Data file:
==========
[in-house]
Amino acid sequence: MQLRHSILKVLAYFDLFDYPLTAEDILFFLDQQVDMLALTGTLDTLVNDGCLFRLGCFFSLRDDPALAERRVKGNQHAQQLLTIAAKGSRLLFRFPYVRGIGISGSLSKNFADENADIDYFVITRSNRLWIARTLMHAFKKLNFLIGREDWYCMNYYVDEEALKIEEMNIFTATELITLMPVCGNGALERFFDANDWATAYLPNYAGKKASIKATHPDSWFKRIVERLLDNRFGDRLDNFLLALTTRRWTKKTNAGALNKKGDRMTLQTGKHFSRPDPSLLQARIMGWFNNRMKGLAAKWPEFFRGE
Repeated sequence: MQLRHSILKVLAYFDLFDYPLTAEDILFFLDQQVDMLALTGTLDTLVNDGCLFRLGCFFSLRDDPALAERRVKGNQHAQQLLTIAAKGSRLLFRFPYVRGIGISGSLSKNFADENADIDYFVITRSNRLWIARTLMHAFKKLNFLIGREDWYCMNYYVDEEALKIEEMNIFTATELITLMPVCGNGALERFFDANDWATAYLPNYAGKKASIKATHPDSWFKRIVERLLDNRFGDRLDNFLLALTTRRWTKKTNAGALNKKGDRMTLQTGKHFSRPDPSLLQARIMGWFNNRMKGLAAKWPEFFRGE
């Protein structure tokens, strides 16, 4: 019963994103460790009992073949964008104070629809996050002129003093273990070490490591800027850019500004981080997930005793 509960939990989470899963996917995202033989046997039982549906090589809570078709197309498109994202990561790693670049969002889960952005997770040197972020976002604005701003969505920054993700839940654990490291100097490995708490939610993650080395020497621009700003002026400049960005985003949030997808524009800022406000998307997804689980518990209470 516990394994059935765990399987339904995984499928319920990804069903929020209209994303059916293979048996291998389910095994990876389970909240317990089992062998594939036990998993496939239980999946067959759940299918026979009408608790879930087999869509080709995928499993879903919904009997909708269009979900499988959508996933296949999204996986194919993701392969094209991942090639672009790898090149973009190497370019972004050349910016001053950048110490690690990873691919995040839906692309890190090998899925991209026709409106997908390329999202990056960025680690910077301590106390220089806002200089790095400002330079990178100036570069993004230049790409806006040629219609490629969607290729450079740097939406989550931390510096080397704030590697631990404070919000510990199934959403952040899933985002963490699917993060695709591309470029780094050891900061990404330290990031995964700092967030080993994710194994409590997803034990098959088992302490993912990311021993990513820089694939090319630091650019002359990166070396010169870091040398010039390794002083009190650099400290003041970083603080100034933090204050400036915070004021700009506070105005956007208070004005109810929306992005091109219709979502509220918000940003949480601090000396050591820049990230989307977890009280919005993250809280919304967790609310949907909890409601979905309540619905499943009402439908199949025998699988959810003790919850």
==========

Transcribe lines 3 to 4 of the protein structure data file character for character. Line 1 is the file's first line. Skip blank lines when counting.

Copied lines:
Repeated sequence: MQLRHSILKVLAYFDLFDYPLTAEDILFFLDQQVDMLALTGTLDTLVNDGCLFRLGCFFSLRDDPALAERRVKGNQHAQQLLTIAAKGSRLLFRFPYVRGIGISGSLSKNFADENADIDYFVITRSNRLWIARTLMHAFKKLNFLIGREDWYCMNYYVDEEALKIEEMNIFTATELITLMPVCGNGALERFFDANDWATAYLPNYAGKKASIKATHPDSWFKRIVERLLDNRFGDRLDNFLLALTTRRWTKKTNAGALNKKGDRMTLQTGKHFSRPDPSLLQARIMGWFNNRMKGLAAKWPEFFRGE
């Protein structure tokens, strides 16, 4: 019963994103460790009992073949964008104070629809996050002129003093273990070490490591800027850019500004981080997930005793 509960939990989470899963996917995202033989046997039982549906090589809570078709197309498109994202990561790693670049969002889960952005997770040197972020976002604005701003969505920054993700839940654990490291100097490995708490939610993650080395020497621009700003002026400049960005985003949030997808524009800022406000998307997804689980518990209470 516990394994059935765990399987339904995984499928319920990804069903929020209209994303059916293979048996291998389910095994990876389970909240317990089992062998594939036990998993496939239980999946067959759940299918026979009408608790879930087999869509080709995928499993879903919904009997909708269009979900499988959508996933296949999204996986194919993701392969094209991942090639672009790898090149973009190497370019972004050349910016001053950048110490690690990873691919995040839906692309890190090998899925991209026709409106997908390329999202990056960025680690910077301590106390220089806002200089790095400002330079990178100036570069993004230049790409806006040629219609490629969607290729450079740097939406989550931390510096080397704030590697631990404070919000510990199934959403952040899933985002963490699917993060695709591309470029780094050891900061990404330290990031995964700092967030080993994710194994409590997803034990098959088992302490993912990311021993990513820089694939090319630091650019002359990166070396010169870091040398010039390794002083009190650099400290003041970083603080100034933090204050400036915070004021700009506070105005956007208070004005109810929306992005091109219709979502509220918000940003949480601090000396050591820049990230989307977890009280919005993250809280919304967790609310949907909890409601979905309540619905499943009402439908199949025998699988959810003790919850």